Food price rise highlights higher living costs

Food prices fell 1.3% in Auckland but the 6.6% annual rise highlights the higher living costs facing households in the past year, ASB economist Christina Leung says.

The annual rise again prompted the Council of Trade Unions to call for an increase in wages to help families with rising costs.

Green Party co-leader Metiria Turei said high food prices and increased living costs meant it was increasingly hard for the poorest families in New Zealand to make ends meet.

"The result is that hundreds of thousands of New Zealand children go without proper meals and other essentials, and miss out on the start in life they deserve." she said.

Statistics New Zealand figures showed food prices fell last month as the cost of bananas dropped to their lowest level in five years, and tomatoes fell back from their peak in July.

Statistics NZ prices manager Chris Pike said the cost of tomatoes fell 25% in August after soaring to $13 a kilogram in July, while the cost of bananas fell 21% during the month.

Ms Leung said fruit and vegetable prices tended to be volatile from month to month, reflecting the effects of weather on crop yield. The fall in August followed some strong results in recent months.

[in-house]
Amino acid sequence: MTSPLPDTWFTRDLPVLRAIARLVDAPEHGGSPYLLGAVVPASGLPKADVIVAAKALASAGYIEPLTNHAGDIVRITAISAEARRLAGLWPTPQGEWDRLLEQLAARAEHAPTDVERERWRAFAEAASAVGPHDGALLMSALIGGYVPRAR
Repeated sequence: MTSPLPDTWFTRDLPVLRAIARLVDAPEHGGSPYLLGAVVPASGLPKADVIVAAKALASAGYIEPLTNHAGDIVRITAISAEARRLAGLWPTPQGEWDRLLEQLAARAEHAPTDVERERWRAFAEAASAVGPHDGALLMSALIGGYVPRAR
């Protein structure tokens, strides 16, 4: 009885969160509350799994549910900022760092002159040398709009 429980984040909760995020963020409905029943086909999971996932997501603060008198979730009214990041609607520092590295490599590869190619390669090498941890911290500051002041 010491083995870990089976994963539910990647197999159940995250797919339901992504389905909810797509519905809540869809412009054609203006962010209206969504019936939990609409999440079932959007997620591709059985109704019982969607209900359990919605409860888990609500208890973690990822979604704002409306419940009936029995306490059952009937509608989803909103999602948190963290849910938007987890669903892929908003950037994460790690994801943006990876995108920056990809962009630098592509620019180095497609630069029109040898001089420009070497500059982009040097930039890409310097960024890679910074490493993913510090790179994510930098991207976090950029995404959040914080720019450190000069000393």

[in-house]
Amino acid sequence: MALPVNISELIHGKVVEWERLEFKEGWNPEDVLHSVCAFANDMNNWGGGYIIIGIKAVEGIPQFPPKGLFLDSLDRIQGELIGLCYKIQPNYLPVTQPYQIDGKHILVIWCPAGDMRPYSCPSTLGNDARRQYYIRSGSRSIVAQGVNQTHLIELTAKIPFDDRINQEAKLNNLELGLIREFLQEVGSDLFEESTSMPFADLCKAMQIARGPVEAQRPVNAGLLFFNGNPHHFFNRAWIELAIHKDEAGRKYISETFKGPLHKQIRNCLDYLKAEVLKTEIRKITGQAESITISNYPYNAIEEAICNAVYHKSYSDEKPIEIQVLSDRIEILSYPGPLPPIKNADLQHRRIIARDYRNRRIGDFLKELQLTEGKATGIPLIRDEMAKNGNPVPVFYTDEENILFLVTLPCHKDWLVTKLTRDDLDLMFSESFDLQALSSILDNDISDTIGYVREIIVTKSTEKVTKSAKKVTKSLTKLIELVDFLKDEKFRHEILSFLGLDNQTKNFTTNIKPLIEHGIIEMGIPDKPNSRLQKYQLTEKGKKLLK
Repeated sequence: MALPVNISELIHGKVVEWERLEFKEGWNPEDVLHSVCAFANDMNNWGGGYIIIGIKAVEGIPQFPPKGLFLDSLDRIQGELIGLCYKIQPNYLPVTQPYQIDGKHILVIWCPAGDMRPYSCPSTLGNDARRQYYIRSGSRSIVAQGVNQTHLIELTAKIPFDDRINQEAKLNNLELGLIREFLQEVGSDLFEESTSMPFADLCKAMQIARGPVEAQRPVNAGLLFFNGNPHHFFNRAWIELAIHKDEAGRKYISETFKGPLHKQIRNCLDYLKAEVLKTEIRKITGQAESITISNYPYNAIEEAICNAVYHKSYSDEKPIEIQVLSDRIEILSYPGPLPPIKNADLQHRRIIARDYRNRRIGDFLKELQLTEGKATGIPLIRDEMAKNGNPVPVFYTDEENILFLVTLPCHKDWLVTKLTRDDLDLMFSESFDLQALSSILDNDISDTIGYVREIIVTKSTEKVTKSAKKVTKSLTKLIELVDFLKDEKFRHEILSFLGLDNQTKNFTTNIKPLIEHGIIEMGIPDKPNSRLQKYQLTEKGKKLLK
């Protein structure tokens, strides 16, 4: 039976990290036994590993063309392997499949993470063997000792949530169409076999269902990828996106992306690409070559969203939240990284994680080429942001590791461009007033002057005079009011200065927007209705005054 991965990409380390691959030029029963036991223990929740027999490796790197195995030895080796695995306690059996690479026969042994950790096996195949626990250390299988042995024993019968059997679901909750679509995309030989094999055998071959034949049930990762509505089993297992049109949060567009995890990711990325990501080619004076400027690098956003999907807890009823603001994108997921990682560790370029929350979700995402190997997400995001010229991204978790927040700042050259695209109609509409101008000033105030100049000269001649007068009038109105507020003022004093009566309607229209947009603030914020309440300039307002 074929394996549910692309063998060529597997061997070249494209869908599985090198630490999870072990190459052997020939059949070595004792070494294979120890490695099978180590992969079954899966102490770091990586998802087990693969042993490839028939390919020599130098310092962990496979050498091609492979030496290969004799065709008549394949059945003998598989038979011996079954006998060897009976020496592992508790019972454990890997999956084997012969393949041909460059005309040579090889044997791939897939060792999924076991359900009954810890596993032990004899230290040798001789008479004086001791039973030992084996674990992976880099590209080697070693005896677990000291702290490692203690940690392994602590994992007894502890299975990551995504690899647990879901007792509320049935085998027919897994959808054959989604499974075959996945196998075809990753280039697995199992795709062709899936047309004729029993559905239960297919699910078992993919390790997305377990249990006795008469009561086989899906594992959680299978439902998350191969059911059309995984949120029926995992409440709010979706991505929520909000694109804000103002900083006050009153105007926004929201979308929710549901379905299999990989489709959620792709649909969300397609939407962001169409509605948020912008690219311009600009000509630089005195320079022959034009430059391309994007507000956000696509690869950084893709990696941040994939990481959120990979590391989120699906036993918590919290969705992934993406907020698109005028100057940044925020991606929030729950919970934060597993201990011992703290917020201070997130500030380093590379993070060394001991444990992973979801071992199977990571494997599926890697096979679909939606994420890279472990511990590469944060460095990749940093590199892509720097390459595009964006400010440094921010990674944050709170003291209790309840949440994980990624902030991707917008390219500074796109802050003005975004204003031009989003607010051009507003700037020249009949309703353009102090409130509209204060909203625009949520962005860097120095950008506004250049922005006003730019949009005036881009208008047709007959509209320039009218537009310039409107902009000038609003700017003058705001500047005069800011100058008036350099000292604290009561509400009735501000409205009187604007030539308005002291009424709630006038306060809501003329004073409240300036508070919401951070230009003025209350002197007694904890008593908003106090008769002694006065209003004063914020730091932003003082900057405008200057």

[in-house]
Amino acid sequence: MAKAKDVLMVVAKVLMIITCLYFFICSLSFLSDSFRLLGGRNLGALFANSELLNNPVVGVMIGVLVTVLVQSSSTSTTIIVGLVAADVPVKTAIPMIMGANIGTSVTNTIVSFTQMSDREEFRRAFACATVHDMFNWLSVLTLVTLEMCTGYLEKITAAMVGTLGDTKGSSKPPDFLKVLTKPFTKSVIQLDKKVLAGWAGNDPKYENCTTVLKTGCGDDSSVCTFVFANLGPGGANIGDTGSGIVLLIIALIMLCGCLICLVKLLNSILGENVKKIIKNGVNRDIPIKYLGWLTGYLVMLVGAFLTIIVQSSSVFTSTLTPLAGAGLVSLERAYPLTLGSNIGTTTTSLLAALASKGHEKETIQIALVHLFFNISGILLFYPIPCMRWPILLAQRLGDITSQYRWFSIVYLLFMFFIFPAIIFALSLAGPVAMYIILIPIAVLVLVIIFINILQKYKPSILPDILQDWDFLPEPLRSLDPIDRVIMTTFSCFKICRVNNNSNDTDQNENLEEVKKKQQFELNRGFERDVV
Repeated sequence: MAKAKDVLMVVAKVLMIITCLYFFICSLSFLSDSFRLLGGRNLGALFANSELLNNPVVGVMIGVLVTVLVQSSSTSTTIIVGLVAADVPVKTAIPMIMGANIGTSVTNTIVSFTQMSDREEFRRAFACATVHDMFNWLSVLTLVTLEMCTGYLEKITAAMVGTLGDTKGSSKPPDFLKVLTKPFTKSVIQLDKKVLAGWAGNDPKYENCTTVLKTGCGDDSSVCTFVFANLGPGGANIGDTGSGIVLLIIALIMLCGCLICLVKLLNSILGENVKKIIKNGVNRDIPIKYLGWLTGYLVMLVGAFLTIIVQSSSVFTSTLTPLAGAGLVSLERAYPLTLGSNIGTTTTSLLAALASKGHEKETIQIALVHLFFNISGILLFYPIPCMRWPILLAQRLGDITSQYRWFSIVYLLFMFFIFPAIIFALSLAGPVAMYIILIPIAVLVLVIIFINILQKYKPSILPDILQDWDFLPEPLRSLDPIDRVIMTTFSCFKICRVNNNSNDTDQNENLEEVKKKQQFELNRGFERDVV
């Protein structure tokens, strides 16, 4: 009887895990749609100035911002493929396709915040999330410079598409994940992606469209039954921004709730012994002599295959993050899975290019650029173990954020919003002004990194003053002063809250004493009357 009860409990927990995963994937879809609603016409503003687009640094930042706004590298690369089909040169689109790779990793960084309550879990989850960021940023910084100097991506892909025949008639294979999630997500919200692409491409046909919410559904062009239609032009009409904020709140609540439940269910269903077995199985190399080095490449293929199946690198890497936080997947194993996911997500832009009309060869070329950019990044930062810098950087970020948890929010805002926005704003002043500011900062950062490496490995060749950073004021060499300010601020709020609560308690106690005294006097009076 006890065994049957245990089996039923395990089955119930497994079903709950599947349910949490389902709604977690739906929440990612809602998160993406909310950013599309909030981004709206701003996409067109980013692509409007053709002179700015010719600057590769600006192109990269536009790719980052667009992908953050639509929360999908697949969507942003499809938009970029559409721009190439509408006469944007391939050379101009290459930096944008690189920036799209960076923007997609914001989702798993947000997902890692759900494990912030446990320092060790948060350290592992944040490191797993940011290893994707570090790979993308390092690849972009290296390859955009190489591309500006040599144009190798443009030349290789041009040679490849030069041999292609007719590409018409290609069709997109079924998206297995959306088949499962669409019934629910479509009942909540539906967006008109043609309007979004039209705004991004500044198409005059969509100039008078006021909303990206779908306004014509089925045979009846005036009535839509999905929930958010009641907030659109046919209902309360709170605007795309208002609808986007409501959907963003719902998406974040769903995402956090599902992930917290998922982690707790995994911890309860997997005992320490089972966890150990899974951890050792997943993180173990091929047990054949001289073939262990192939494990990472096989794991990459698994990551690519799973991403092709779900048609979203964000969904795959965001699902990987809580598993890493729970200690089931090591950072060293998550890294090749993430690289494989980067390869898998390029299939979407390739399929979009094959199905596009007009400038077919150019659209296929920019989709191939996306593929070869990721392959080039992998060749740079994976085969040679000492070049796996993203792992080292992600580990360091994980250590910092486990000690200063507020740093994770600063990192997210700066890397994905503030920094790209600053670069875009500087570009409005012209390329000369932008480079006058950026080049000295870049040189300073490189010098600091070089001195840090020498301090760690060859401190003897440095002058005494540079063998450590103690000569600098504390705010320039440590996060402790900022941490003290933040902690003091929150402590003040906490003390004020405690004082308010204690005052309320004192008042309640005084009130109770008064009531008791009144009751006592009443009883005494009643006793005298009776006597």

However, there was an easing in the price of other food categories.

Meat prices fell 0.9% in August, largely reflecting increased discounting in the price of fresh chicken.

Grocery prices also eased on the back of increased discounting of discretionary food items including cheese, cakes and yoghurt.

The price of restaurant and takeaways remained flat in August, she said.

"Given labour costs make up a large proportion of the input costs in this category, and wage growth has been recovering in recent months, it appears restaurants have found it difficult to raise prices in the face of subdued household demand," Ms Leung said.

Four of the five food subgroups recorded price falls during August 2011.

CTU secretary Peter Conway said it was low-income families who spent a higher proportion of their income on food and necessities.

"They bear the brunt of these price rises. They also largely missed out on tax cuts since 2008 which saw the top 10% get tax cuts worth $2.5 billion a year while GST increases forced up the cost of living."

Wages would need to rise to keep up with the cost of living and the Government would need to take the steep rise in prices into account when it reviewed the minimum wage which was already too low. Unions would argue that the minimum wage should be at least $15 an hour, Mr Conway said.

Ms Leung said the easing of food prices in August added to recent inflation indicators which suggested the Reserve Bank had some breathing space on inflation. The ASB, like other banks, expected the OCR to remain at 2.5% at tomorrow's review.

 

 

 

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